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- Kermit Gosnell clinic aide who heard aborted baby scream gets 5 to 10 years in prison
- Iraq mulls law to let men marry 8-year-old girls
- Russia sends bombers on 24-hour Arctic patrol
- Sam Adams beer brewer nixes St. Patrick’s parade that won’t allow gays
- Houston dad kills boy, 17, in daughter’s room in mistaken ID tragedy
- Rep. David Jolly ready to work with Democrats on compromise
- Joe Biden: I can’t be president — my golf would suffer
- German authorities grab suspected hardline Islamist
- Rare lesbian HIV transmission case turns up in Texas
LOCKE ON CHINA
President Obama is widely expected to appoint Commerce Secretary Gary F. Lockeas the first Chinese-American ambassador to China to replace JonHuntsman, who is retiring next month to consider running for the Republican presidential nomination.
Mr. Locke, 61, has been Commerce secretary since 2009 and, like Mr. Huntsman, is a former governor. Mr. Locke, a Democrat, served two terms as governor of Washington state. Mr. Huntsman resigned from his second term as governor of Utah to accept the ambassadorial nomination to Beijing.
“Is it more efficacious to have an ambassador who looks Chinese, like Mr. Locke, or one who speaks Chinese, like the current incumbent Jon Huntsman … ?” Peter Ford asked on his blog Tuesday at the Christian Science Monitor.
Other reporters noted that the administration is toying with Mr. Huntsman’s presidential ambitions by praising him for his work for the liberal Democratic president.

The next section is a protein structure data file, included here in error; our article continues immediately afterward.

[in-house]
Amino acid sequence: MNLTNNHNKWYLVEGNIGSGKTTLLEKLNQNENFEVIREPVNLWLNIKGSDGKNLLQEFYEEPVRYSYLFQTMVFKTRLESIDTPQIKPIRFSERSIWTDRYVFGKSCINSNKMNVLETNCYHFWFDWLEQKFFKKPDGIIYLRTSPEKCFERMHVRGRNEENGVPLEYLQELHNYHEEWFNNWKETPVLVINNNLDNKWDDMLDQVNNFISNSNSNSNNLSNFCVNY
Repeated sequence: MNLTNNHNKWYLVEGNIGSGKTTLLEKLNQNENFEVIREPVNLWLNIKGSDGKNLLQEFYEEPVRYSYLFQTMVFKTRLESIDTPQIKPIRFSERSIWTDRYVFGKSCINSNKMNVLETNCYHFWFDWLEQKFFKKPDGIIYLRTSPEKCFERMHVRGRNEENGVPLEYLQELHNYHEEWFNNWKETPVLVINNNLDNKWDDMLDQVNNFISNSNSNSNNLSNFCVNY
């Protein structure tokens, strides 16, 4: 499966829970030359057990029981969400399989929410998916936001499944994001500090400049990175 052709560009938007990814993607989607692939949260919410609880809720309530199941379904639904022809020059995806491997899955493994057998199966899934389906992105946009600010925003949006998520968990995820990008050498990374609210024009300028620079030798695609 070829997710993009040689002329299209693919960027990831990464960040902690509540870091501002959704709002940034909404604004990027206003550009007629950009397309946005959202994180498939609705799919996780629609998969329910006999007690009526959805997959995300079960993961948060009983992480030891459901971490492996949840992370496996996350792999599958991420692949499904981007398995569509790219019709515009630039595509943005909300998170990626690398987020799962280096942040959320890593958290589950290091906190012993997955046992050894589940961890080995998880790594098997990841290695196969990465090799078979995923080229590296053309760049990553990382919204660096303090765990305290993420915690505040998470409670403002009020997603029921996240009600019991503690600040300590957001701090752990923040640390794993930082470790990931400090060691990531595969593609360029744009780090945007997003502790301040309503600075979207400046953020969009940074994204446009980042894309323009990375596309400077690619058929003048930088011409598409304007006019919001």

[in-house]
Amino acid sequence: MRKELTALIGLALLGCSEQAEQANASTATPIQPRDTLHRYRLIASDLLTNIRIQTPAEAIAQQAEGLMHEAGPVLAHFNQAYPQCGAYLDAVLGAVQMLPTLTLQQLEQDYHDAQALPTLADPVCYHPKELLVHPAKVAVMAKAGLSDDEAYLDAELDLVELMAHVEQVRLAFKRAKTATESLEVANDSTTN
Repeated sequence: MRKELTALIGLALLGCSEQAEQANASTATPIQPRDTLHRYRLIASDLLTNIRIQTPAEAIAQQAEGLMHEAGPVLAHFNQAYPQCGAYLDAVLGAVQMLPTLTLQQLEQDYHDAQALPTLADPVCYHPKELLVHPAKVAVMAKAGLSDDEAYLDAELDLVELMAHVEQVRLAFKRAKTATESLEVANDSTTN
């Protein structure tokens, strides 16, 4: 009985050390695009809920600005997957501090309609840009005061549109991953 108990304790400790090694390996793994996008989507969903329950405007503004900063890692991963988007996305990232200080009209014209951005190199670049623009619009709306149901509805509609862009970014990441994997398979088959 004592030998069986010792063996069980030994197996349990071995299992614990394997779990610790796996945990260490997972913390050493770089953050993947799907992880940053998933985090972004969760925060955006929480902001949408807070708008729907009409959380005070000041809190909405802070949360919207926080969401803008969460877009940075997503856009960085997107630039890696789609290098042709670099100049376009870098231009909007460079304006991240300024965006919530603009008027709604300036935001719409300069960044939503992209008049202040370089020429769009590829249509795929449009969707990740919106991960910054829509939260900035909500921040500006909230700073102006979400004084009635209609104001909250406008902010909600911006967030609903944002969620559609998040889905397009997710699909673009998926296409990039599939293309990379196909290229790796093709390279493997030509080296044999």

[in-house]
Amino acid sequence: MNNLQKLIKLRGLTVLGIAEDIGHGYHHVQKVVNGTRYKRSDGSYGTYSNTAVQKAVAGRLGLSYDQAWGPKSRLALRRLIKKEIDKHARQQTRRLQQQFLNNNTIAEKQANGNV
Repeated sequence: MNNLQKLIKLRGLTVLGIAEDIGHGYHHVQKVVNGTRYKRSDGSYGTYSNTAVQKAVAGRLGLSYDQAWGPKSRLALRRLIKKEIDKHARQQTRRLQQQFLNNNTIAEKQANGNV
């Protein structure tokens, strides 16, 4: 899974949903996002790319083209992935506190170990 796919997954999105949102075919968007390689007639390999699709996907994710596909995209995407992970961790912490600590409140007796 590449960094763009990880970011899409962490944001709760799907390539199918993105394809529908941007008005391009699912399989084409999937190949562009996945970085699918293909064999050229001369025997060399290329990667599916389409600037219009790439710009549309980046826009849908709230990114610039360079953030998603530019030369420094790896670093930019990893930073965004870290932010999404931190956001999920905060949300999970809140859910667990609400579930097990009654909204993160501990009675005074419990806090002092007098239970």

White House Chief of Staff Bill Daley applauded Mr. Huntsman for his “support of the president … and closeness in which he worked with the president.”
“And I’m sure he’ll hear about that in the [Republican] primaries,” Mr. Daley added Sunday on NBC’s “Meet the Press.”
Adam Sorensen of Time magazine called that praise a “death hug.”
The former European Union ambassador in Washington upbraided European bankers this week for reckless speculation that led to economic collapse in his native Ireland.
John Brutonalso accused today’s European leaders of failing to have the “intellectual self-confidence” displayed by an earlier generation of statesmen who created the forerunners of the EU in the 1950s.
“From 2000 on, British, German, Belgian, French banks and banks of other EU countries lent irresponsibly to the Irish banks in the hope that they, too, could profit from … the Irish construction bubble,” Mr. Bruton said in a speech Monday at the London School of Economics.
“They were supervised by their home central banks and by the [European Central Bank] … which seemingly raised no objection to this lending.”
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About the Author
James Morrison joined the The Washington Times in 1983 as a local reporter covering Alexandria, Va. A year later, he was assigned to open a Times bureau in Canada. From 1987 to 1989, Mr. Morrison was The Washington Times reporter in London, covering Britain, Western Europe and NATO issues. After returning to Washington, he served as an assistant foreign editor ...
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